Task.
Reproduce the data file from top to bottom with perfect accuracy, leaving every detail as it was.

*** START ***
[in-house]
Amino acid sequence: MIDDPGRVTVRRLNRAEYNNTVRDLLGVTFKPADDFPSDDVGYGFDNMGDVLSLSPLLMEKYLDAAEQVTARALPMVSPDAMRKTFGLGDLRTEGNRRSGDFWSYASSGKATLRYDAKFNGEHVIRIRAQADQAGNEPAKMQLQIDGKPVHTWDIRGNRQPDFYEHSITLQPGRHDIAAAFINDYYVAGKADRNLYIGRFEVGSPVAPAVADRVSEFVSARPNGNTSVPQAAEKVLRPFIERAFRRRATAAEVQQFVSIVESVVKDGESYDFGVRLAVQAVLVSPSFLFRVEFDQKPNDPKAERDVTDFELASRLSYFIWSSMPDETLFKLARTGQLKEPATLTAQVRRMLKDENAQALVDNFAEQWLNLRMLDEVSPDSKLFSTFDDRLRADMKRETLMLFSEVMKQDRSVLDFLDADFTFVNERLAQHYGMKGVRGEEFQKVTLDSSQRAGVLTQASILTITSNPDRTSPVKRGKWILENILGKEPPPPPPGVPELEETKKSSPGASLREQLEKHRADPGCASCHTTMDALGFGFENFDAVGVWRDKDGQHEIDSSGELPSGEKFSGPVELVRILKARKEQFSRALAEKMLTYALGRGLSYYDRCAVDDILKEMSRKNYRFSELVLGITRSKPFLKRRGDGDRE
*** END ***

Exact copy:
[in-house]
Amino acid sequence: MIDDPGRVTVRRLNRAEYNNTVRDLLGVTFKPADDFPSDDVGYGFDNMGDVLSLSPLLMEKYLDAAEQVTARALPMVSPDAMRKTFGLGDLRTEGNRRSGDFWSYASSGKATLRYDAKFNGEHVIRIRAQADQAGNEPAKMQLQIDGKPVHTWDIRGNRQPDFYEHSITLQPGRHDIAAAFINDYYVAGKADRNLYIGRFEVGSPVAPAVADRVSEFVSARPNGNTSVPQAAEKVLRPFIERAFRRRATAAEVQQFVSIVESVVKDGESYDFGVRLAVQAVLVSPSFLFRVEFDQKPNDPKAERDVTDFELASRLSYFIWSSMPDETLFKLARTGQLKEPATLTAQVRRMLKDENAQALVDNFAEQWLNLRMLDEVSPDSKLFSTFDDRLRADMKRETLMLFSEVMKQDRSVLDFLDADFTFVNERLAQHYGMKGVRGEEFQKVTLDSSQRAGVLTQASILTITSNPDRTSPVKRGKWILENILGKEPPPPPPGVPELEETKKSSPGASLREQLEKHRADPGCASCHTTMDALGFGFENFDAVGVWRDKDGQHEIDSSGELPSGEKFSGPVELVRILKARKEQFSRALAEKMLTYALGRGLSYYDRCAVDDILKEMSRKNYRFSELVLGITRSKPFLKRRGDGDRE